War of the Rebellion: Serial 056 Page 0391 Chapter XLIII. CORRESPONDENCE, ETC. - UNION.

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DECEMBER 12, 1863-7 p.m.

(Received 6.40 p.m., 14th.)

General HALLECK:

I have the honor to report that I arrived here on the 10th. General Burnside turned over the command to me yesterday, and left for Lexington by the Jacksborough and Somerset road this morning.

J. G. FOSTER,

Major-General.

KNOXVILLE, December 12, 1863-7 p.m.

(Received Washington, 7.40 p.m., 14th.)

Major-General HALLECK,

Washington, D. C.,and

Major-General GRANT,

Chattanooga, Tennessee:

Longstreet is moving leisurely up the valley, foraging as he goes.

There are no certain indications that he will stand a fight if we follow him in force. Our cavalry is constantly harassing his rear, supported by the infantry under General Parke which is now at Rutledge. The infantry is not in physical condition to follow rapidly, the supplies, which are mainly obtained by foraging, being very scanty. The roads, which are bad, are fast becoming impassable for trains by reason of the rain now falling. These obstacles interfere very much with my desire to move up in force and engage Longstreet, wherever he may halt, and may render it impossible in a short time. In that case I will establish a line of intrenched infantry posts from Bull's Gap to Mulberry Gap, and with the cavalry holding the country to the Holston River, wait for a favorable occasion for making a dash at Saltville with the whole mounted force. Please notify me if this meets your approval.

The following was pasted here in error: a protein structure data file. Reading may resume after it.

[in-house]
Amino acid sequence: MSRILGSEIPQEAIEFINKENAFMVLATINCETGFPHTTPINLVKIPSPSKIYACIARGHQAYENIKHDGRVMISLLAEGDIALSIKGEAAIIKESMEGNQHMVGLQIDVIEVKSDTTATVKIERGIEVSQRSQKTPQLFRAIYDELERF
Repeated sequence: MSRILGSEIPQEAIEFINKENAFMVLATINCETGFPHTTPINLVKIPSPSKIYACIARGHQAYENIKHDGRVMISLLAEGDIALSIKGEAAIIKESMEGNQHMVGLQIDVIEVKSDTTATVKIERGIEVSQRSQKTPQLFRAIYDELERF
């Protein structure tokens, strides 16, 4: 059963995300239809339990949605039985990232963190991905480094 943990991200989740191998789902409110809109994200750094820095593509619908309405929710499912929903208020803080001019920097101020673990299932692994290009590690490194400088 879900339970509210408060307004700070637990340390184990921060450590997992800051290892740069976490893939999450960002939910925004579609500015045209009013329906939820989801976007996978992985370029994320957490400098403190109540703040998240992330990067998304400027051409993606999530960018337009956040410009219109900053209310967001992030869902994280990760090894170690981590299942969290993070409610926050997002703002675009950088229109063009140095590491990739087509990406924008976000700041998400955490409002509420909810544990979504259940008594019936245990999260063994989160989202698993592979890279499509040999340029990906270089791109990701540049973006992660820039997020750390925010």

J. G. FOSTER,

Major-General.

HEADQUARTERS FOURTH ARMY CORPS,

Knoxville, Tennessee, December 12, 1863

Major General G. H. THOMAS,

Commanding Department of the Cumberland:

GENERAL: I have the honor to report that,in accordance with orders from Major-General Sherman, I have moved my troops to this point, and am encamped on the south side of the river, about 1 1/2 miles distant.

The relief of Knoxville being the object of the expedition, of which my troops formed a part, having been accomplished, and the enemy being in full retreat, with no possibility of returning, I most respectfully, but most earnestly, request that I be allowed to return to Chattanooga. As is well known, we left the place with scarcely any transportation or supplies. The exigency was urgent, and we came cheerfully to the relief of our suffering and beleaguered brethren in Knoxville. We came directly after fighting a hard battle of three days' duration. We came content to do our duty with cheerfulness and alacrity. I do not care to enlarge upon our privations or trumpet the gallantry of the brave men under my command